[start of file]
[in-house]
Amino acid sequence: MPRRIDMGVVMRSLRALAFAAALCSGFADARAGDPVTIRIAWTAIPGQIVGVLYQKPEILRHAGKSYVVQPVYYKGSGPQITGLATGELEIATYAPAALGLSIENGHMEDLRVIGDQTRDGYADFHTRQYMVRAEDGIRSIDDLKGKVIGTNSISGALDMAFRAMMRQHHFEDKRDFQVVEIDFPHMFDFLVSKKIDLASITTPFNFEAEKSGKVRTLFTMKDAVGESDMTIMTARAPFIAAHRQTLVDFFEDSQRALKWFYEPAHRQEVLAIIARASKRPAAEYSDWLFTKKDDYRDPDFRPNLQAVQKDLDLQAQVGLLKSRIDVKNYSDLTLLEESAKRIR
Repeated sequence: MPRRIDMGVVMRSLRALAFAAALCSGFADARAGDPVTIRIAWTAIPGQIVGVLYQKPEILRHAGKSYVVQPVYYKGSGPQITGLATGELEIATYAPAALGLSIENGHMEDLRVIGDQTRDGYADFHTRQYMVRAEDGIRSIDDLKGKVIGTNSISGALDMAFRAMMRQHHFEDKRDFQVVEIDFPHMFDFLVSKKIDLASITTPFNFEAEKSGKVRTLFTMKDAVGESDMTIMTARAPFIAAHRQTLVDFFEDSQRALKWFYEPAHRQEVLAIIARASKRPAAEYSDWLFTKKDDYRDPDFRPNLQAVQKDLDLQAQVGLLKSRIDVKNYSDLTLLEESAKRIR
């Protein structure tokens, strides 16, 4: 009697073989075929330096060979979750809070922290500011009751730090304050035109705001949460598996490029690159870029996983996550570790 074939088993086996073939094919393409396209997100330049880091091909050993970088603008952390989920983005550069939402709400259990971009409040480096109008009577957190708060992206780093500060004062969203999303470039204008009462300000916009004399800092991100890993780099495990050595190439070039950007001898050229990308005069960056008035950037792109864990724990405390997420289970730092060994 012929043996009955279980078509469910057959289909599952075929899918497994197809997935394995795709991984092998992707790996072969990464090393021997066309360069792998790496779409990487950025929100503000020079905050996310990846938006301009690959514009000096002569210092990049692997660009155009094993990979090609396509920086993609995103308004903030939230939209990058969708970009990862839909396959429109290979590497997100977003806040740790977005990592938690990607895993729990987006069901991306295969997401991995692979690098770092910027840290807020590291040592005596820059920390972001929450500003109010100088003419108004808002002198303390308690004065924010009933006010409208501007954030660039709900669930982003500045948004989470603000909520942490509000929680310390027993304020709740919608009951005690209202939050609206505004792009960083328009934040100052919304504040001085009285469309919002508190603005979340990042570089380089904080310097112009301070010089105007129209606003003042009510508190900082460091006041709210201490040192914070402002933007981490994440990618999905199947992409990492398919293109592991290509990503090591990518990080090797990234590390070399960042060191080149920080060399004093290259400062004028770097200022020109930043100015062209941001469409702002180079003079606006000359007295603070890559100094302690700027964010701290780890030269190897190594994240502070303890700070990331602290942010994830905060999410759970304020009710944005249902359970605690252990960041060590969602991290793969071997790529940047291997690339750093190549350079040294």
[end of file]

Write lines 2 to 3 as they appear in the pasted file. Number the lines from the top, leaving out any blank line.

Amino acid sequence: MPRRIDMGVVMRSLRALAFAAALCSGFADARAGDPVTIRIAWTAIPGQIVGVLYQKPEILRHAGKSYVVQPVYYKGSGPQITGLATGELEIATYAPAALGLSIENGHMEDLRVIGDQTRDGYADFHTRQYMVRAEDGIRSIDDLKGKVIGTNSISGALDMAFRAMMRQHHFEDKRDFQVVEIDFPHMFDFLVSKKIDLASITTPFNFEAEKSGKVRTLFTMKDAVGESDMTIMTARAPFIAAHRQTLVDFFEDSQRALKWFYEPAHRQEVLAIIARASKRPAAEYSDWLFTKKDDYRDPDFRPNLQAVQKDLDLQAQVGLLKSRIDVKNYSDLTLLEESAKRIR
Repeated sequence: MPRRIDMGVVMRSLRALAFAAALCSGFADARAGDPVTIRIAWTAIPGQIVGVLYQKPEILRHAGKSYVVQPVYYKGSGPQITGLATGELEIATYAPAALGLSIENGHMEDLRVIGDQTRDGYADFHTRQYMVRAEDGIRSIDDLKGKVIGTNSISGALDMAFRAMMRQHHFEDKRDFQVVEIDFPHMFDFLVSKKIDLASITTPFNFEAEKSGKVRTLFTMKDAVGESDMTIMTARAPFIAAHRQTLVDFFEDSQRALKWFYEPAHRQEVLAIIARASKRPAAEYSDWLFTKKDDYRDPDFRPNLQAVQKDLDLQAQVGLLKSRIDVKNYSDLTLLEESAKRIR